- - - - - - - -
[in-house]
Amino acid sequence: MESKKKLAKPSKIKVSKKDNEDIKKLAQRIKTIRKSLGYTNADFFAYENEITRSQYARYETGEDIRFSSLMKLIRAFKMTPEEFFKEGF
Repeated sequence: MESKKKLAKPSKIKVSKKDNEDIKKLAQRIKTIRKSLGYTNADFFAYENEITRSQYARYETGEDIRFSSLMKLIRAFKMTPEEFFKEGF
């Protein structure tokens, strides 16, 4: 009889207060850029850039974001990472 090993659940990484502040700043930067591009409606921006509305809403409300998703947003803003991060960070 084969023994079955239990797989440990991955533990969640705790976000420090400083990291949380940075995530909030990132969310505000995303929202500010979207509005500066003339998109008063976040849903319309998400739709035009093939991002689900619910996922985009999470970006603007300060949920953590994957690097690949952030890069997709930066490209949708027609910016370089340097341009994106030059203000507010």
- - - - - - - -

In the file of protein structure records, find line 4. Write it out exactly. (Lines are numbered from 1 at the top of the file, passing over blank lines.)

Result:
């Protein structure tokens, strides 16, 4: 009889207060850029850039974001990472 090993659940990484502040700043930067591009409606921006509305809403409300998703947003803003991060960070 084969023994079955239990797989440990991955533990969640705790976000420090400083990291949380940075995530909030990132969310505000995303929202500010979207509005500066003339998109008063976040849903319309998400739709035009093939991002689900619910996922985009999470970006603007300060949920953590994957690097690949952030890069997709930066490209949708027609910016370089340097341009994106030059203000507010």